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From my Schooling at Te Kura Kaupapa Māori o Te Koutu, I always wanted to do something with Māori art. My Kuia Hariata ( Binny) Kereopa was a weaver and my great Koro Tene Waitere was a Master carver, so Māori art runs through my whakapapa. After school, life had other plans for me. It wasn’t until I came home from Australia, 6 years ago, I felt a yearning for art.. it was a calling. So, I started my journey from drawing to Tāmoko and from Tāmoko to now carving at Te Takapū o Rotowhio carving Bone and Pounamu school.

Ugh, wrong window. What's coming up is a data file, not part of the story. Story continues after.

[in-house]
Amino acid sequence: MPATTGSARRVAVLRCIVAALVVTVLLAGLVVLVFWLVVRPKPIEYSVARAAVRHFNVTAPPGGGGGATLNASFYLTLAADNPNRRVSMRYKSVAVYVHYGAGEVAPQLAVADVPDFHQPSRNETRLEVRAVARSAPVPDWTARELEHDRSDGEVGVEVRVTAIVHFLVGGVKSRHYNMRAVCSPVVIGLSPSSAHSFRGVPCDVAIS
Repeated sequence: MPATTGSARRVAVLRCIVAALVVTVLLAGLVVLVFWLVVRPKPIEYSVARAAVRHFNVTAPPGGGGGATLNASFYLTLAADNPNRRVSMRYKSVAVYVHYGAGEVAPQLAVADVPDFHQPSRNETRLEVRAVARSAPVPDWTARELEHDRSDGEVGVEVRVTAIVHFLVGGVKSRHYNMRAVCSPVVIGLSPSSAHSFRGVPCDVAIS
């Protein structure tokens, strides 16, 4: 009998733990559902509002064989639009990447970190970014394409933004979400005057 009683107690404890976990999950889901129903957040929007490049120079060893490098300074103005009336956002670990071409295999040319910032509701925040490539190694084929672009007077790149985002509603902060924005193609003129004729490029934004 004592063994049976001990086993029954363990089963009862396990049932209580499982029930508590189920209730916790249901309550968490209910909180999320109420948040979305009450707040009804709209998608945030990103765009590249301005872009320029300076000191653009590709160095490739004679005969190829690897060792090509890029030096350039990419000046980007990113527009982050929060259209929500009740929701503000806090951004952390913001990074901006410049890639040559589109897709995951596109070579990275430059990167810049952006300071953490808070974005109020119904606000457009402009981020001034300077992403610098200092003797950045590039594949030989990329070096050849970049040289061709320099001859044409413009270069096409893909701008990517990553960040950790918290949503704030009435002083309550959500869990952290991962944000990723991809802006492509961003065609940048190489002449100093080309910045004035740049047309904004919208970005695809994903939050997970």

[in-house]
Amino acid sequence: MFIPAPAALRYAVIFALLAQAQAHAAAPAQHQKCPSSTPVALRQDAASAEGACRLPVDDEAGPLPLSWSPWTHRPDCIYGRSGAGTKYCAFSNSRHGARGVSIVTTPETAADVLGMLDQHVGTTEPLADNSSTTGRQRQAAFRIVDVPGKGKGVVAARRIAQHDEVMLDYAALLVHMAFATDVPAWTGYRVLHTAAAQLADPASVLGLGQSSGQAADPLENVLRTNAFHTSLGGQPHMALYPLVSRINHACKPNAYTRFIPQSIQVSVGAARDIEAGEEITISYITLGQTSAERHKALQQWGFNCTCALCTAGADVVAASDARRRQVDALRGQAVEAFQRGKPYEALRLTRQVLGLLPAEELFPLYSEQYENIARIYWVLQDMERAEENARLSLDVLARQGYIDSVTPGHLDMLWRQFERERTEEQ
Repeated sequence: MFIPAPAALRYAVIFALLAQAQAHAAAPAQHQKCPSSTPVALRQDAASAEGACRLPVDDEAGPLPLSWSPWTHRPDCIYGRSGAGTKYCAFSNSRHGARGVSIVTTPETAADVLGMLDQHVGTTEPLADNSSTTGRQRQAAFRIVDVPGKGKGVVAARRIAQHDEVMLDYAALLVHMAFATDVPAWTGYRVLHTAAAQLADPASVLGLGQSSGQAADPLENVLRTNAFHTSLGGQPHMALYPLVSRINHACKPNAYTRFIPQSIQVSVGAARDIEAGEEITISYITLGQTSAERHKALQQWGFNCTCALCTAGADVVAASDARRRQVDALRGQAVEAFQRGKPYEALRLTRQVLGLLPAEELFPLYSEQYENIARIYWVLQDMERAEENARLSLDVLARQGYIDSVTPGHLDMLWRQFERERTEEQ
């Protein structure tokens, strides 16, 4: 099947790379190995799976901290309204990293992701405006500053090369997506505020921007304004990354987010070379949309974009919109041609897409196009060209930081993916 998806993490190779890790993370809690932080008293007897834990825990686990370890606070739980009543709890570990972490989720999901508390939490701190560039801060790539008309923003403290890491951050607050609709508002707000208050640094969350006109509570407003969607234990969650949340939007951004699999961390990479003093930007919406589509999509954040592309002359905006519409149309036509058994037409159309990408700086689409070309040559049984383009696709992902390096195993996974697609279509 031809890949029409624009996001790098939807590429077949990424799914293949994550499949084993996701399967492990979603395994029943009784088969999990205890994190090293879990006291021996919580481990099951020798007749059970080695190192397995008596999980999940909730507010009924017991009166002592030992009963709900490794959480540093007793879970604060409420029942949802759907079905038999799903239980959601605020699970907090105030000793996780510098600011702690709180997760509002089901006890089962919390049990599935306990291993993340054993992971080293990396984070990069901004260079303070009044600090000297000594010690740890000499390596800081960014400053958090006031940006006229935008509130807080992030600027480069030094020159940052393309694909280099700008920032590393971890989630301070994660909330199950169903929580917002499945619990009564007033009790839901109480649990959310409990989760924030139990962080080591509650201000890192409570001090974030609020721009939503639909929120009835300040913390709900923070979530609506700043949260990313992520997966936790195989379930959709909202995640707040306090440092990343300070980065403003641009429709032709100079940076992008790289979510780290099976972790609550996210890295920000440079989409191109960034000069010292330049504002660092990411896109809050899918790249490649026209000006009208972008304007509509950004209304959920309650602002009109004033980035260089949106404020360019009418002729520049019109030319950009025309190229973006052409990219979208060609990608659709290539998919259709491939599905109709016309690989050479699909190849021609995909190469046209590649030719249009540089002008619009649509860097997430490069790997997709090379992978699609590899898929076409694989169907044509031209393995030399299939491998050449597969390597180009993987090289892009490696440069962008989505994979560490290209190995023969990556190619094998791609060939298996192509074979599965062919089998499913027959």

I came in to this kura narrow minded, thinking I was only learning how to carve but I’ve learnt a lot more in the two short years I’ve spent studying at Te Takapū o Rotowhio. Not only carving but also all the whakapapa (genealogy), kimi korero (finding connective words and rangahau (research), all the things that come before even learning how to used the tools to carve. This changed my thoughts of how Whare Wānanga (house of learning) should be.
You must have an open mind and heart but also have a passion for Māori art.You also have to be a sponge, ready to soak in all the knowledge that the Wānanga has to share.